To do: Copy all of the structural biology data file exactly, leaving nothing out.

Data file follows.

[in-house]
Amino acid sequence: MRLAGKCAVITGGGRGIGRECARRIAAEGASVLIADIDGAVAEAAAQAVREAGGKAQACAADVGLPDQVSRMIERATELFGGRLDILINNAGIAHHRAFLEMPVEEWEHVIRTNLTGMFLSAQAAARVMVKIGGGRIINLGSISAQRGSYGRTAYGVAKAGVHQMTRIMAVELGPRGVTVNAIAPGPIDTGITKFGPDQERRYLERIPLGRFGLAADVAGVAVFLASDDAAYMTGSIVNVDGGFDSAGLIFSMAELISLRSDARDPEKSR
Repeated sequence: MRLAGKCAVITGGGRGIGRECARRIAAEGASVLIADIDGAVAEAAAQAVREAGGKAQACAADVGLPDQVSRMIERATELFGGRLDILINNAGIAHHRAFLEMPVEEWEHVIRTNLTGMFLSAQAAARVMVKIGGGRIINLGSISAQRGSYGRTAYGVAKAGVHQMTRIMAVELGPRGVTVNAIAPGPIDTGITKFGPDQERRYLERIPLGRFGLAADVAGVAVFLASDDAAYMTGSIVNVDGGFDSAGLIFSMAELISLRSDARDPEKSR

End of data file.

[in-house]
Amino acid sequence: MRLAGKCAVITGGGRGIGRECARRIAAEGASVLIADIDGAVAEAAAQAVREAGGKAQACAADVGLPDQVSRMIERATELFGGRLDILINNAGIAHHRAFLEMPVEEWEHVIRTNLTGMFLSAQAAARVMVKIGGGRIINLGSISAQRGSYGRTAYGVAKAGVHQMTRIMAVELGPRGVTVNAIAPGPIDTGITKFGPDQERRYLERIPLGRFGLAADVAGVAVFLASDDAAYMTGSIVNVDGGFDSAGLIFSMAELISLRSDARDPEKSR
Repeated sequence: MRLAGKCAVITGGGRGIGRECARRIAAEGASVLIADIDGAVAEAAAQAVREAGGKAQACAADVGLPDQVSRMIERATELFGGRLDILINNAGIAHHRAFLEMPVEEWEHVIRTNLTGMFLSAQAAARVMVKIGGGRIINLGSISAQRGSYGRTAYGVAKAGVHQMTRIMAVELGPRGVTVNAIAPGPIDTGITKFGPDQERRYLERIPLGRFGLAADVAGVAVFLASDDAAYMTGSIVNVDGGFDSAGLIFSMAELISLRSDARDPEKSR